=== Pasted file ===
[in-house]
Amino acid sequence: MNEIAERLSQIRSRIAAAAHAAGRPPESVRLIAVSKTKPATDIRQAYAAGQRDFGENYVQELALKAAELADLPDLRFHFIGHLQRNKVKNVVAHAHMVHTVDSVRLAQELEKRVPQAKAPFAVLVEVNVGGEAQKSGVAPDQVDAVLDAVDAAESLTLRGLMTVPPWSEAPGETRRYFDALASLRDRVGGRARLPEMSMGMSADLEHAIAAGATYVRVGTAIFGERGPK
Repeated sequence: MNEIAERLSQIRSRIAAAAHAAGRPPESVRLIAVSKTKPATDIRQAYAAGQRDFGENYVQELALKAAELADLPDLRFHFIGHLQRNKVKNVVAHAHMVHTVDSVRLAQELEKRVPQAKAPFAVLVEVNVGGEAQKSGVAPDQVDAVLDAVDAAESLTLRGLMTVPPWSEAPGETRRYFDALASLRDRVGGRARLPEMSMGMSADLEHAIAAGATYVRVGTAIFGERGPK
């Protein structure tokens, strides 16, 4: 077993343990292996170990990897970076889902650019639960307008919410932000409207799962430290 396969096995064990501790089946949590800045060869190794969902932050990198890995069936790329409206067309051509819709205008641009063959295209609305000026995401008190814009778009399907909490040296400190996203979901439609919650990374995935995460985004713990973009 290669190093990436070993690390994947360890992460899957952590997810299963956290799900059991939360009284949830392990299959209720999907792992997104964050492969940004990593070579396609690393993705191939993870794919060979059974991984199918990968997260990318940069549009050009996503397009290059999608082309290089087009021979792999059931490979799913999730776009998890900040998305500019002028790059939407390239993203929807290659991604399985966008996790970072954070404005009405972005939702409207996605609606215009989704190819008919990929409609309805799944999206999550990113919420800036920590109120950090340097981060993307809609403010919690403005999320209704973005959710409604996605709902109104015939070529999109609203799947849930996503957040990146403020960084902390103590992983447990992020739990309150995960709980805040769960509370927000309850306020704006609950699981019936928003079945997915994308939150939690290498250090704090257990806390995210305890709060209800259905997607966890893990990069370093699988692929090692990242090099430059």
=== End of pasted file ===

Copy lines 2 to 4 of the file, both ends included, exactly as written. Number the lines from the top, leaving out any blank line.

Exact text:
Amino acid sequence: MNEIAERLSQIRSRIAAAAHAAGRPPESVRLIAVSKTKPATDIRQAYAAGQRDFGENYVQELALKAAELADLPDLRFHFIGHLQRNKVKNVVAHAHMVHTVDSVRLAQELEKRVPQAKAPFAVLVEVNVGGEAQKSGVAPDQVDAVLDAVDAAESLTLRGLMTVPPWSEAPGETRRYFDALASLRDRVGGRARLPEMSMGMSADLEHAIAAGATYVRVGTAIFGERGPK
Repeated sequence: MNEIAERLSQIRSRIAAAAHAAGRPPESVRLIAVSKTKPATDIRQAYAAGQRDFGENYVQELALKAAELADLPDLRFHFIGHLQRNKVKNVVAHAHMVHTVDSVRLAQELEKRVPQAKAPFAVLVEVNVGGEAQKSGVAPDQVDAVLDAVDAAESLTLRGLMTVPPWSEAPGETRRYFDALASLRDRVGGRARLPEMSMGMSADLEHAIAAGATYVRVGTAIFGERGPK
């Protein structure tokens, strides 16, 4: 077993343990292996170990990897970076889902650019639960307008919410932000409207799962430290 396969096995064990501790089946949590800045060869190794969902932050990198890995069936790329409206067309051509819709205008641009063959295209609305000026995401008190814009778009399907909490040296400190996203979901439609919650990374995935995460985004713990973009 290669190093990436070993690390994947360890992460899957952590997810299963956290799900059991939360009284949830392990299959209720999907792992997104964050492969940004990593070579396609690393993705191939993870794919060979059974991984199918990968997260990318940069549009050009996503397009290059999608082309290089087009021979792999059931490979799913999730776009998890900040998305500019002028790059939407390239993203929807290659991604399985966008996790970072954070404005009405972005939702409207996605609606215009989704190819008919990929409609309805799944999206999550990113919420800036920590109120950090340097981060993307809609403010919690403005999320209704973005959710409604996605709902109104015939070529999109609203799947849930996503957040990146403020960084902390103590992983447990992020739990309150995960709980805040769960509370927000309850306020704006609950699981019936928003079945997915994308939150939690290498250090704090257990806390995210305890709060209800259905997607966890893990990069370093699988692929090692990242090099430059």